construed, by the uninformed, into a denominational effort to supplant the received translation by one more favorable to our own cause. We need no such aid. The Bible, as it is, is sufficiently favorable to our cause. Its words are enshrined in our hearts, and we ask no alteration. Even its few antiquated forms are a beautiful monument of the English language, as it was in the days of King James. We question, moreover, if much is gained by some of the more striking changes. The word baptize, for example, is changed to immerse, as if that were an improvement. But while the bare meaning of baptize is to immerse, it is a fair question, whether the term, as applied to our Christian ordinance, does not involve the idea of the emersion, as well as of the immersion. "Buried with Christ," says the apostle, "in baptism, wherein, also, ye are risen with him to newness of life." And if this be the case, instead of a correction, we have only a diminution of the sense of the sacred writer. We presume the publisher has designed to give to the public a version which shall be to the received version what Van Ess's version in German is to Luther's. But the common translation here, as in Germany, is too fully fixed in the affections of the community to be set aside for one more modern, whatever improvements may be introduced. The work will be valuable as an occasional book of reference, to be used, like commentaries generally, as a means of discovering the sense of passages in the opinion of the authors of this work; as we consult with much profit, Macknight and Doddridge's paraphrases, Prof. Stuart's translation of the Romans and the Hebrews, in the commentaries written by him on those epistles, Gesenius's translation of Isaiah, which is itself a good commentary, and the like. But for any thing further than this, we neither expect nor wish to see the work circulated among us.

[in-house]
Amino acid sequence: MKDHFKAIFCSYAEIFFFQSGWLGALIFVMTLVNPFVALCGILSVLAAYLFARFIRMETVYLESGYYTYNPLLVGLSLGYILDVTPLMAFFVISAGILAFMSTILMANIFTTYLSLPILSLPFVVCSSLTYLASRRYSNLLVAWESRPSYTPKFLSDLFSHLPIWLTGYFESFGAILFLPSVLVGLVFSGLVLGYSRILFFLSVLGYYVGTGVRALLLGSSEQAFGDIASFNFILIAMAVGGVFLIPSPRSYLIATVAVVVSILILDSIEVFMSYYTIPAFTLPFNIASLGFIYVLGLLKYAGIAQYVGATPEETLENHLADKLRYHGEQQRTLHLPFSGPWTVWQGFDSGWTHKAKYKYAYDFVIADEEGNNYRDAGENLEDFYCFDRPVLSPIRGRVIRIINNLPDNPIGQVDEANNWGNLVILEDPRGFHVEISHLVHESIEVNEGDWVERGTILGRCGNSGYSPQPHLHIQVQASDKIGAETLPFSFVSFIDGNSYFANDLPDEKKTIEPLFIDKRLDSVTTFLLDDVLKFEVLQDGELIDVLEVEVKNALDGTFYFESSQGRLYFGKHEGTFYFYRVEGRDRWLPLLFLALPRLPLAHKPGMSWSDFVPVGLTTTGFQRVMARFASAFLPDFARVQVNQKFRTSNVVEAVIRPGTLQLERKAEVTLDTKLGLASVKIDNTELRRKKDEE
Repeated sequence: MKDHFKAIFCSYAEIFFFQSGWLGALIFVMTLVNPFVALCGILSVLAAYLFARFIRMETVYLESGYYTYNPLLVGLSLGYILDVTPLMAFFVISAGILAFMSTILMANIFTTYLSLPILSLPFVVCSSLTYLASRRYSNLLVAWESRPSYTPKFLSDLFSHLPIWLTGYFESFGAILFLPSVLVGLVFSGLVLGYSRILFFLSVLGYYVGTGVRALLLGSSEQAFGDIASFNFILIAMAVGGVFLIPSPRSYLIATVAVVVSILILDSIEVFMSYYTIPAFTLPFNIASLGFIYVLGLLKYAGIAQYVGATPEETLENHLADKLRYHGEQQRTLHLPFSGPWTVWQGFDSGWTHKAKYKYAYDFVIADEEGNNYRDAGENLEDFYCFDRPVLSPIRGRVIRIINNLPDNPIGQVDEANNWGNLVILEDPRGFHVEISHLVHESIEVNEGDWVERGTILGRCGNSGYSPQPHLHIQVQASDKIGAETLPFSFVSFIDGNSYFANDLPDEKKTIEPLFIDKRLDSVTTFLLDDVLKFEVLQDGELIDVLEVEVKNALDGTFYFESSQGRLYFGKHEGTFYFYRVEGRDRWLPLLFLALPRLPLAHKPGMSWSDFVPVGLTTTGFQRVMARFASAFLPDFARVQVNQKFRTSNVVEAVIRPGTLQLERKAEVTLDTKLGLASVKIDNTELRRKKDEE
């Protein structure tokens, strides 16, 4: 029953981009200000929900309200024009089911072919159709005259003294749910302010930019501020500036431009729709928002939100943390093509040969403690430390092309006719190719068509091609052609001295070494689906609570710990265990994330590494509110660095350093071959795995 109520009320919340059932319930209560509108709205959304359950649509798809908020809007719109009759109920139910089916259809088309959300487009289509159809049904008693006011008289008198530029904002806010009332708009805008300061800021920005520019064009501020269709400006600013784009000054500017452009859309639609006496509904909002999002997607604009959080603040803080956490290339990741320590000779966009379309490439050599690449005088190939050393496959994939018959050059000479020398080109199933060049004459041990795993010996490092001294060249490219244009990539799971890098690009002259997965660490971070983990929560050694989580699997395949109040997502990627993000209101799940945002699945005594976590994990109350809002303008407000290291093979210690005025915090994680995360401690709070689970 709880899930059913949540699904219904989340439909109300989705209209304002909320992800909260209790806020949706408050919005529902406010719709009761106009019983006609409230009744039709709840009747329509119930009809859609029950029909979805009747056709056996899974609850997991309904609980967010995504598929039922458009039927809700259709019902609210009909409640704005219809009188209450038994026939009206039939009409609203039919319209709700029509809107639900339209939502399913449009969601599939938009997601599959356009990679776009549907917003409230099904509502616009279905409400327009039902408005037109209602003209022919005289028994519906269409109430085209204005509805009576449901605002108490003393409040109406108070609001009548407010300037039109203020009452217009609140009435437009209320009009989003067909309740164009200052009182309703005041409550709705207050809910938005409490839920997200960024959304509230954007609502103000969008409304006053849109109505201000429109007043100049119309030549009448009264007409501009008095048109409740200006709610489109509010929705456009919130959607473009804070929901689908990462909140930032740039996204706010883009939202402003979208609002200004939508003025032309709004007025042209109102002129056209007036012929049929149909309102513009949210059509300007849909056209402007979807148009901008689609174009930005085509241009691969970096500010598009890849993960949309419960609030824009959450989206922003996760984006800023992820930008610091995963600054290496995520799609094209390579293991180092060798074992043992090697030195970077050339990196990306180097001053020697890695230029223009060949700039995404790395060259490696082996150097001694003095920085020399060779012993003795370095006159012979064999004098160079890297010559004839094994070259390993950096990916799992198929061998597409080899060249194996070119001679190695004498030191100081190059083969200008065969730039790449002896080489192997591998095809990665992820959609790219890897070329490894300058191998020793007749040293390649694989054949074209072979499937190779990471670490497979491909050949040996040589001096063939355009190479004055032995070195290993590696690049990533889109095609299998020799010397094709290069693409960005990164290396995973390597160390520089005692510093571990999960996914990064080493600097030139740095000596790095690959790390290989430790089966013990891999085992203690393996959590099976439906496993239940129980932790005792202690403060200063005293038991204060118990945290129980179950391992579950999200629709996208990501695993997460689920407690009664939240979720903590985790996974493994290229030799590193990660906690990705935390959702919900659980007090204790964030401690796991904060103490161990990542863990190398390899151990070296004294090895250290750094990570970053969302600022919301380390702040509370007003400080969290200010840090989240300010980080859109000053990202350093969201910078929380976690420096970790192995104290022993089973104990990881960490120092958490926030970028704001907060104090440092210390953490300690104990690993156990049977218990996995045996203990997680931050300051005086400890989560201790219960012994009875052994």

12. The Great Commission, or the Christian Church constituted and charged to convey the gospel to the world. By Rev. JOHN HARRIS, D. D. With an Introductory Essay, by Rev. W. R. WILLIAMS, D. D. Gould, Kendall, and Lincoln. pp. 482. 12mo.
We have only room to say that this anticipated volume has just appeared. It is divided into the following sections. Part I. The Missionary Enterprise viewed generally in its relation to the word of God. Part II. The Benefits of the Missionary Enterprise. Part III. Encouragements to prosecute the work. Part IV. Objections to the Missionary Enterprise. Part V. The wants of the Christian church, as a Missionary Society examined. Part VI. Motives to enforce entire devotedness to the Missionary Enterprise. The Introductory Essay is of the same high character as every thing which proceeds from its accomplished author. An extended review of the work may be expected in our next number.
13. The Bible and the Closet; or, how we may read the Bible with the most spiritual profit; and, secret prayer successfully managed. By ministers ejected in 1662. Edited by J. O. CHOULES.
This neat miniature volume forms the first of a second series by the same publishers. It is elegantly bound in silk, with gilt edges. The reading, from the old Puritans, is as pure gold as that which adorns the exterior. The first series, of which four numbers are published, comprises smaller volumes, of great beauty-an appropriate present for the use of those who would obey the injunction, "Feed my lambs."